Steamboat Bertrand - The Fur Trade

The Fur Trade

The river route was integral to the continuing fur trade between St. Louis and the Indian Country that provided American furs, which had been going on since the early nineteenth century. J.J. Roe & Co. consistently took goods upriver, and brought furs and other extractive materials back down the river. On one trip in 1865, the ship unloaded in St. Louis with 260 packs of furs.

The trip from St. Louis to this new Montana Territory took about two months and was often dangerous, due to encounters with the local Sioux Indians, but the profits were well worth the hardships. J.J. Roe entered the market with other merchants, businessmen and salesmen in this period, all earning their profits from supplying the demands of the settlers for consumable goods. This was an incredibly profitable economic niche on the frontier.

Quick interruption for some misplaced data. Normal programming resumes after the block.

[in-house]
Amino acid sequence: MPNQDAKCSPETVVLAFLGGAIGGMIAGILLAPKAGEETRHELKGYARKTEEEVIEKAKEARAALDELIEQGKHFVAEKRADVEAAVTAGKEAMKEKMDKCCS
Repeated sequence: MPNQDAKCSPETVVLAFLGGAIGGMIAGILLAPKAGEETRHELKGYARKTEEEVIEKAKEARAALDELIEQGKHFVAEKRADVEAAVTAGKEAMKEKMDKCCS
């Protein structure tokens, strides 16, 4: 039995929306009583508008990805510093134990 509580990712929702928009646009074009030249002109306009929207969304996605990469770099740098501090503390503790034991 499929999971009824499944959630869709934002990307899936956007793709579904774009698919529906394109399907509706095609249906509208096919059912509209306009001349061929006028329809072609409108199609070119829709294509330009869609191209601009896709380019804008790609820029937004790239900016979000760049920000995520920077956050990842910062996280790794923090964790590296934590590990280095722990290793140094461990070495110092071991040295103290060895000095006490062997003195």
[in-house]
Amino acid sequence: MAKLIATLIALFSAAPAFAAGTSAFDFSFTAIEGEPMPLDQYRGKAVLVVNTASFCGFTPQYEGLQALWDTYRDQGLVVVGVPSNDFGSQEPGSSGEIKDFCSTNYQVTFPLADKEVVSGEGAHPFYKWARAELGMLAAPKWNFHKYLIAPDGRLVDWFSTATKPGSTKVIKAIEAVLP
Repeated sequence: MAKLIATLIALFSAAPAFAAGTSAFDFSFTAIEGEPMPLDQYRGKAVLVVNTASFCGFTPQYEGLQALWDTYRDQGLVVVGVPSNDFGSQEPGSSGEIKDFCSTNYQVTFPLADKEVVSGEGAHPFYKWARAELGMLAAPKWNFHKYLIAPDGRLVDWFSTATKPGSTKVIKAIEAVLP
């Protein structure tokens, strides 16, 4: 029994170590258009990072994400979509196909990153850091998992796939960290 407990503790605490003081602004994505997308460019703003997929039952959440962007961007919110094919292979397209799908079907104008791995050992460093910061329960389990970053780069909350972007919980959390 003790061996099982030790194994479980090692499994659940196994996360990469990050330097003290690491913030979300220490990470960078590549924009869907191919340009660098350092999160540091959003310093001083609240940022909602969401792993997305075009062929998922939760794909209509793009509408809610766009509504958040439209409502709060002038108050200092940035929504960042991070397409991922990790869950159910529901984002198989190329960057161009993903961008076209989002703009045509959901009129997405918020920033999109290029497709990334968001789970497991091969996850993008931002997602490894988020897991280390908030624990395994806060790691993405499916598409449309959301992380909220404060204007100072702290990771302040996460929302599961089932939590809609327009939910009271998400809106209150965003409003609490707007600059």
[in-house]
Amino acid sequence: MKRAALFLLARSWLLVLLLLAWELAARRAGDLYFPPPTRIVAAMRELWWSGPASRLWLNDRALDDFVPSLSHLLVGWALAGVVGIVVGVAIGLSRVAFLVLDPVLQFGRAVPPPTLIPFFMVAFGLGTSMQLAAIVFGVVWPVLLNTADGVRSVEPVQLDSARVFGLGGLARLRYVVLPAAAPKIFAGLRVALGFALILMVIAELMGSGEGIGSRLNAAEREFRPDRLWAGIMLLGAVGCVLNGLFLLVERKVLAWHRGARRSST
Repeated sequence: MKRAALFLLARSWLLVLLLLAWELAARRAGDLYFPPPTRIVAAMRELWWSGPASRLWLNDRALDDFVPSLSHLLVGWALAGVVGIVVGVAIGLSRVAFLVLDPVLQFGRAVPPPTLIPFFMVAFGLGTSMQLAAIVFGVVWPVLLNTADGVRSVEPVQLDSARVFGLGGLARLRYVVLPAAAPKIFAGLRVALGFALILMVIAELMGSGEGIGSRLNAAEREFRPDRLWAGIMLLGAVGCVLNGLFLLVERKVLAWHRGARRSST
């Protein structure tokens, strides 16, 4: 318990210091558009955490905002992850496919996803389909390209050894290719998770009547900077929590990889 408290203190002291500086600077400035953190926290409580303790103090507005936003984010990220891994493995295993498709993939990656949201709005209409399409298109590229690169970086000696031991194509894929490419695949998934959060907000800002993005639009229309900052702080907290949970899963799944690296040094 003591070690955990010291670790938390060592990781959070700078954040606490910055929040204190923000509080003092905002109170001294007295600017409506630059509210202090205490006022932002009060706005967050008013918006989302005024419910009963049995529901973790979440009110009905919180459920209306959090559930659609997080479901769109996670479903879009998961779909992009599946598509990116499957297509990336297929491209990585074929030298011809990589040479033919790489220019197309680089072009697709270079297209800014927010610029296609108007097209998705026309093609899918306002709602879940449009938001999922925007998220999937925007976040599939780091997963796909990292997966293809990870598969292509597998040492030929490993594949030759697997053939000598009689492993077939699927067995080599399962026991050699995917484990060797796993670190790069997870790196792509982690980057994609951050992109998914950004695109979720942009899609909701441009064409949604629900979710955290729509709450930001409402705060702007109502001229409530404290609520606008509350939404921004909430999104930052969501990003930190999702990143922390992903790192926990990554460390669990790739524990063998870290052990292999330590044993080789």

Read more about this topic:  Steamboat Bertrand

Other articles related to "the fur trade, furs":

Council Of Keewatin - Council Formation - The Fur Trade
... The Council feared furs contaminated with smallpox would be exported outside the quarantine zone ... The Council invited people involved in the fur trade from Keewatin, Manitoba, and even the United States government to discuss the matter ... The measures adopted effectively quarantined furs from areas of the district deemed infected and prevented their export ...

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